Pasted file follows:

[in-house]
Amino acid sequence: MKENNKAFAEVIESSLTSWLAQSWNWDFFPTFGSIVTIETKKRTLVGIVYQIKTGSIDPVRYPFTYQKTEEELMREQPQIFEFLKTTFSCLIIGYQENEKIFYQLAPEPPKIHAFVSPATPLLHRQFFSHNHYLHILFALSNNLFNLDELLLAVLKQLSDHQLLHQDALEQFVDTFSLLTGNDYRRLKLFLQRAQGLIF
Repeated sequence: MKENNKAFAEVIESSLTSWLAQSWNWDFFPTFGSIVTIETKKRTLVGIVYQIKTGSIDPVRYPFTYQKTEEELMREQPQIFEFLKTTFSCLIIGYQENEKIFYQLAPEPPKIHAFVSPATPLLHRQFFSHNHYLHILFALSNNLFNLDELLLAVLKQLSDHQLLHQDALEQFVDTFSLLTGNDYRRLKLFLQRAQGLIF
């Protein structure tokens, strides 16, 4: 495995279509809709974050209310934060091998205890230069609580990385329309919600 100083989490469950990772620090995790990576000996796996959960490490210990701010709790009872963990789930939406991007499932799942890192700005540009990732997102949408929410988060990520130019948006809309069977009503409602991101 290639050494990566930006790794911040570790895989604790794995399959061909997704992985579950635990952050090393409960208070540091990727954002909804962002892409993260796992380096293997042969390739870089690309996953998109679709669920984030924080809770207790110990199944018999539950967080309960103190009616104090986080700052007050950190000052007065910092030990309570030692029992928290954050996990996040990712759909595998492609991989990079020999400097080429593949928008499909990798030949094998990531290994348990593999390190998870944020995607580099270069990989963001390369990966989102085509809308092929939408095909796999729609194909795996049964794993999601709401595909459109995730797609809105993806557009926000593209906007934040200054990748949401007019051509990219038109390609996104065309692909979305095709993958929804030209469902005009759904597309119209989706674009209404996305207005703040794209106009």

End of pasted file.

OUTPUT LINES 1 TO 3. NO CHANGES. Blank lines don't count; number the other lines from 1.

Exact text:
[in-house]
Amino acid sequence: MKENNKAFAEVIESSLTSWLAQSWNWDFFPTFGSIVTIETKKRTLVGIVYQIKTGSIDPVRYPFTYQKTEEELMREQPQIFEFLKTTFSCLIIGYQENEKIFYQLAPEPPKIHAFVSPATPLLHRQFFSHNHYLHILFALSNNLFNLDELLLAVLKQLSDHQLLHQDALEQFVDTFSLLTGNDYRRLKLFLQRAQGLIF
Repeated sequence: MKENNKAFAEVIESSLTSWLAQSWNWDFFPTFGSIVTIETKKRTLVGIVYQIKTGSIDPVRYPFTYQKTEEELMREQPQIFEFLKTTFSCLIIGYQENEKIFYQLAPEPPKIHAFVSPATPLLHRQFFSHNHYLHILFALSNNLFNLDELLLAVLKQLSDHQLLHQDALEQFVDTFSLLTGNDYRRLKLFLQRAQGLIF